Investing in human capital—the sum of a population’s health, skills, knowledge, and experience—can strengthen a country’s competitiveness in a rapidly changing world. Building human capital prepares workforces for the more highly skilled jobs of the future, which can drive more sustained growth and transform the trajectory of economies.
Human capital matters—for people, economies, societies, and for global stability. And it matters over generations. When countries fail to invest productively in human capital, the costs are enormous, especially for the poorest and most vulnerable people. In a recent report, World Bank economists (Lange, Wodon, and Carey 2018) estimate that human capital wealth is the largest component of the overall wealth of nations, and its relative importance increases as countries develop.
In low-income countries, human capital accounts for 41 percent of total wealth, but in Organisation for Economic Co-operation and Development (OECD) countries, 70 percent of national wealth is attributed to human capital. Investing in people is one of the smartest economic investments that countries can make.
Effective investments should be done throughout a child’s path—from early age to adulthood—for each to achieve full potential. A recent analysis by the University of Washington’s Disease Control Priorities Project (Jamison and others 2015–18) shows that the first 1,000 days—from conception to age 2—are critical for survival and development. A continuing focus on the next 7,000 days—from ages 2 to 20—is also necessary to help young people develop the cognitive and socioemotional skills they need to succeed.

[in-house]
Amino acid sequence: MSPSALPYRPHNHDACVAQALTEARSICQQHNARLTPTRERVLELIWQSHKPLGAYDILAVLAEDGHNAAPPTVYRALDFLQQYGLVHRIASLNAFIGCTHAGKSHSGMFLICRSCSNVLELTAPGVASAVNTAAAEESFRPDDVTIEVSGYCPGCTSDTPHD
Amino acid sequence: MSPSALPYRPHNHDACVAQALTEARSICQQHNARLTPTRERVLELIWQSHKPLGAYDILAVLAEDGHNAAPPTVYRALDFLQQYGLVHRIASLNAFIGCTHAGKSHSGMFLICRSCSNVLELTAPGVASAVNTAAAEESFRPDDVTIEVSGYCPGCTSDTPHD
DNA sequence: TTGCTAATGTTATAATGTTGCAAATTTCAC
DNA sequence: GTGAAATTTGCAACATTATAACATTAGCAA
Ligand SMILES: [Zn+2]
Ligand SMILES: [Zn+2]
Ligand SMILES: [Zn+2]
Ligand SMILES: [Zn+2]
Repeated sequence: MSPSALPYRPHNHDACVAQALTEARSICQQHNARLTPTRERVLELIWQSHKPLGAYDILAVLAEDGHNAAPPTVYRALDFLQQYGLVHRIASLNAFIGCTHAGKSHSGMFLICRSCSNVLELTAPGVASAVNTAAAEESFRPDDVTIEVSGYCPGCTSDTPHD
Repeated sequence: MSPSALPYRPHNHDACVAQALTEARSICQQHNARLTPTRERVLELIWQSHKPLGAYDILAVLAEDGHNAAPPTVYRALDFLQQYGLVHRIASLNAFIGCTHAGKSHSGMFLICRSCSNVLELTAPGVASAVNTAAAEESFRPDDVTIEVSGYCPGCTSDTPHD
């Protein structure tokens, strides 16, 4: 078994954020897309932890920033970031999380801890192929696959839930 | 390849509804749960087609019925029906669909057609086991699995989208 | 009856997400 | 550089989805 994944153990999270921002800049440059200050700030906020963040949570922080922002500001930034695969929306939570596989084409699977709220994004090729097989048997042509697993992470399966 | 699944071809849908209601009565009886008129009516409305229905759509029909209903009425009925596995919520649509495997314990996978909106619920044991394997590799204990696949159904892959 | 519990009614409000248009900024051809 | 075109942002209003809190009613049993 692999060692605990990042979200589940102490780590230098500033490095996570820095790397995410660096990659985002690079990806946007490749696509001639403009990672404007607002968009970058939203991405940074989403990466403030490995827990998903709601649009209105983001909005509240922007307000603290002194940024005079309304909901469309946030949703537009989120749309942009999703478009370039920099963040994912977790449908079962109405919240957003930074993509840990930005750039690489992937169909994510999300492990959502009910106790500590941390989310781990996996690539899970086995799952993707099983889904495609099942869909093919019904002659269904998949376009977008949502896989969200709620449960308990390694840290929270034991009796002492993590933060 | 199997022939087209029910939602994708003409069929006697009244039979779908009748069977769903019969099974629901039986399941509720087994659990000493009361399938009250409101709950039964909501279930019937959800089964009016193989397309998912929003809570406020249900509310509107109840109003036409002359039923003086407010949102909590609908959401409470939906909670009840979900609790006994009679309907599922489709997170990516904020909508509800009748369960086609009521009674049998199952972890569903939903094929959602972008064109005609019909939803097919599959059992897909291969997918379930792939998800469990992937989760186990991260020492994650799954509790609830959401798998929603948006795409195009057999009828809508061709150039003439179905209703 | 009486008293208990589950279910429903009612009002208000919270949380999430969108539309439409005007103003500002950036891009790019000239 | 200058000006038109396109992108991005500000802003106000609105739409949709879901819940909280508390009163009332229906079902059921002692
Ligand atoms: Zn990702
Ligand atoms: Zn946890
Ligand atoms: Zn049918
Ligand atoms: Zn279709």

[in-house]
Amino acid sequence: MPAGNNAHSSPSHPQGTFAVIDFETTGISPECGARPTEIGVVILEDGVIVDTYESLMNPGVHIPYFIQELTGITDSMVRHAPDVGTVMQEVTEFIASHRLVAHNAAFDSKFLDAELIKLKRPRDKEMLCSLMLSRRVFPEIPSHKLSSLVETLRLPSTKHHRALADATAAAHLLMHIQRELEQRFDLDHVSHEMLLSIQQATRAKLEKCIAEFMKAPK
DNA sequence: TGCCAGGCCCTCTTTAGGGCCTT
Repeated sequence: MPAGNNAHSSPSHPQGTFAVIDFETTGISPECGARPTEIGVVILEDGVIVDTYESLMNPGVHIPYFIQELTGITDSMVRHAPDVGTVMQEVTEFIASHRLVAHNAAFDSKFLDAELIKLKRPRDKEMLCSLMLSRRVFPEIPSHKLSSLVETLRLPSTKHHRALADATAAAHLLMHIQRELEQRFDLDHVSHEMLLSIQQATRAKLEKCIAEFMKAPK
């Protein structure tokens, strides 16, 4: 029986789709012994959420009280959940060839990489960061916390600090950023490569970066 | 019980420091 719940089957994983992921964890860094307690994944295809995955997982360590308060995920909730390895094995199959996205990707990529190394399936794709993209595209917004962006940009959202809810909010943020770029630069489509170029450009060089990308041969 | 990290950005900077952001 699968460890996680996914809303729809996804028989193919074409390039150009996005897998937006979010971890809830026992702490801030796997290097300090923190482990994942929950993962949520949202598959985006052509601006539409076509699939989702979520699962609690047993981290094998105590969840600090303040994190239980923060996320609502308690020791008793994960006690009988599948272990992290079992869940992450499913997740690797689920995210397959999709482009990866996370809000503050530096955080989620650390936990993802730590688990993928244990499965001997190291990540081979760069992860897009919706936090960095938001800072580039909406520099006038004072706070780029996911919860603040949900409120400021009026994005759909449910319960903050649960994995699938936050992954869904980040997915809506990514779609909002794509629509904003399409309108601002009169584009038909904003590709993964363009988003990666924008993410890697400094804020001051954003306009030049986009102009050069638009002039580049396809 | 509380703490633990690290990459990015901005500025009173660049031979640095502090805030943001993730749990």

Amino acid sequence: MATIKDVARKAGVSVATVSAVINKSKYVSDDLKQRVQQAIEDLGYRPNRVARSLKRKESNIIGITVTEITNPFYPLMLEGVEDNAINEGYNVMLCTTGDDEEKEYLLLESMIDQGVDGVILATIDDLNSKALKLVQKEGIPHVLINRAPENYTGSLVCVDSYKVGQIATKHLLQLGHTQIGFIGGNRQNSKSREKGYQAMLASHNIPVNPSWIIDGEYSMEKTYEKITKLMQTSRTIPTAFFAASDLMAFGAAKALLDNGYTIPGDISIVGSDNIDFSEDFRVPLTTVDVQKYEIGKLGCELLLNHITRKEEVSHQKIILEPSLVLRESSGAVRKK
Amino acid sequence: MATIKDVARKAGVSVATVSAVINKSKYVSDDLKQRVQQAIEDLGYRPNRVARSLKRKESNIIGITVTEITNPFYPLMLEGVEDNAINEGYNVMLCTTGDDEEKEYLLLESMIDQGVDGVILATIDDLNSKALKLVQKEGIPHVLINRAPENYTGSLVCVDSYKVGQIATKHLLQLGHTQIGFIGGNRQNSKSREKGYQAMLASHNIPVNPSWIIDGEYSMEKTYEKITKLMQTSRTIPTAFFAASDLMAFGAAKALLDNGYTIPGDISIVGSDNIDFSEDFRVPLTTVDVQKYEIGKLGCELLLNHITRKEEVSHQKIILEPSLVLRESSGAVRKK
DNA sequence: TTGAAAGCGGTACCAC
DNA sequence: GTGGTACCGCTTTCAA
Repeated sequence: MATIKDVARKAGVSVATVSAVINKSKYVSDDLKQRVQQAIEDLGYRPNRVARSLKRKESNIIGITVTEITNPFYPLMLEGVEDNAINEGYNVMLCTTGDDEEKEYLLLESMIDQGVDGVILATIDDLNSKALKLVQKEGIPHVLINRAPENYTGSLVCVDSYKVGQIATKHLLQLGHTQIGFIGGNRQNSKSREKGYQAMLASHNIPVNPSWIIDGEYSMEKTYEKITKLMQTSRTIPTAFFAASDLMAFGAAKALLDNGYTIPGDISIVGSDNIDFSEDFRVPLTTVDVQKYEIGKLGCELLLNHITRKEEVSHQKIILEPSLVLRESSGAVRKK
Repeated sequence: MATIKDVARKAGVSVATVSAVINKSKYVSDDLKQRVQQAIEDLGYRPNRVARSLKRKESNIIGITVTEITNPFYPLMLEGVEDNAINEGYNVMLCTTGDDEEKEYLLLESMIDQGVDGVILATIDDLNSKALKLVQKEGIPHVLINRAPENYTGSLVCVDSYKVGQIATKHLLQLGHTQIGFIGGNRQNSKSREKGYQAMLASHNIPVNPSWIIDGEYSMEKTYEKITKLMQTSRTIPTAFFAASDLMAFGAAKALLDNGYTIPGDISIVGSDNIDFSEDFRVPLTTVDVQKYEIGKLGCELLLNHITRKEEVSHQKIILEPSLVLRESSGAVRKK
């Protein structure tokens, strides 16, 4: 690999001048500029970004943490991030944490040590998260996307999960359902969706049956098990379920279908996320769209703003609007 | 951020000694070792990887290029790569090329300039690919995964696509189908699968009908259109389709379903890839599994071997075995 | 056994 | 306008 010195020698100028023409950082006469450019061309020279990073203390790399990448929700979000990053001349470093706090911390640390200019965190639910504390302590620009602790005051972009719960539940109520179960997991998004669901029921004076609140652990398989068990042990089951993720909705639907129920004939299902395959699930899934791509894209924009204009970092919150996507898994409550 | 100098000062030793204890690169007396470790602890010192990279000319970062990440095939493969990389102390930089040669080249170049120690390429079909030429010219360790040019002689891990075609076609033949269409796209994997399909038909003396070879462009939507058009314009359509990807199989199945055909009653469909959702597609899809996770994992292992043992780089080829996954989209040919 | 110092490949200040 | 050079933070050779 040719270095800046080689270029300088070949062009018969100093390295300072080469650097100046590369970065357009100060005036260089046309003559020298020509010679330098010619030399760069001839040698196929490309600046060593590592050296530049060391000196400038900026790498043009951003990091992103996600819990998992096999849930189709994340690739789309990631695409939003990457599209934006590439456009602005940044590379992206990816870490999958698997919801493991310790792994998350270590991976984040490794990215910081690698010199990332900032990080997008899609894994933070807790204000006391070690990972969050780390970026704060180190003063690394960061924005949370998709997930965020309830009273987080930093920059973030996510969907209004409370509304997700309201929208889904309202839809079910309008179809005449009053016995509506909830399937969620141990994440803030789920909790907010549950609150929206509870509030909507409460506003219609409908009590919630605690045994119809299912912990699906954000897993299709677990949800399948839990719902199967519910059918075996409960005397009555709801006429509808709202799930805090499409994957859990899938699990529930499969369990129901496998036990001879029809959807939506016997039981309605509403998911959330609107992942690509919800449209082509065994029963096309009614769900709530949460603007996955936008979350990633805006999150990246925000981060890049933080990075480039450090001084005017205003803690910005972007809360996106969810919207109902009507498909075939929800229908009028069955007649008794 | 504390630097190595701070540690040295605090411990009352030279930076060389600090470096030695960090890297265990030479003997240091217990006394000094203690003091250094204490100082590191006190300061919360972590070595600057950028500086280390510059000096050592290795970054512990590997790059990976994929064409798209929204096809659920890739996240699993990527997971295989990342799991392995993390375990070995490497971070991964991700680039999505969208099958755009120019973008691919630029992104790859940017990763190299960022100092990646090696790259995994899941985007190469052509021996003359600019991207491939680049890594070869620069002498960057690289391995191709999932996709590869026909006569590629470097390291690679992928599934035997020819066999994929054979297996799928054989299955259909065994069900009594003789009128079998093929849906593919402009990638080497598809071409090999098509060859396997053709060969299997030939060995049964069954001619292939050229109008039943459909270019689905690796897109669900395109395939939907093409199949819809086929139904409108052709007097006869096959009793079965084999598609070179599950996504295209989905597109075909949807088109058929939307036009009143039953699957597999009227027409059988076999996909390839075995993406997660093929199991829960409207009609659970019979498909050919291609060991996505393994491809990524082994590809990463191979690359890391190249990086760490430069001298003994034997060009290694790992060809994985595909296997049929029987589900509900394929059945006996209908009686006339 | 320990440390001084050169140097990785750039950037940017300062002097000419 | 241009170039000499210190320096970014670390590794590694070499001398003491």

Investments in human capital are multidimensional and complementary. Time and time again, our experiences show that health and education are two sides of the same coin, and investing in one requires simultaneous investment in the other. While building human capital depends on quality education, good health and nutrition are also required for children and adolescents to be able to participate and learn in school. When we improve the health and nutrition of schoolchildren, we transform the rest of their lives. Children who are well-nourished learn more, and as adults they earn more and are more productive. That transformation carries through to the next generation with the improved health of their own children, creating a long-term cycle of economic growth and progress.
WHY SCHOOL FEEDING
Analysis shows that a quality education, combined with a guaranteed package of health and nutrition interventions at school, such as school feeding, can contribute to child and adolescent development and build human capital. School feeding programs can help get children into school and help them stay there, increasing enrollment and reducing absenteeism. Once children are in the classroom, these programs can contribute to their learning by avoiding hunger and enhancing cognitive abilities. The benefits are especially great for the poorest and most disadvantaged children.
As highlighted in the World Bank’s 2018 World Development Report (World Bank 2018), countries need to prioritize learning, not just schooling. Children must be healthy, not hungry, if they are to match learning opportunities with the ability to learn. In the most vulnerable communities, nutrition-sensitive school meals can offer children a regular source of nutrients that are essential for their mental and physical development. And for the growing number of countries with a “double burden” of undernutrition and emerging obesity problems, well-designed school meals can help set children on the path toward more healthy diets.
In Latin America, for example, where there is a growing burden of noncommunicable diseases (NCDs), school feeding programs are a key intervention in reducing undernutrition and promoting healthy diet choices.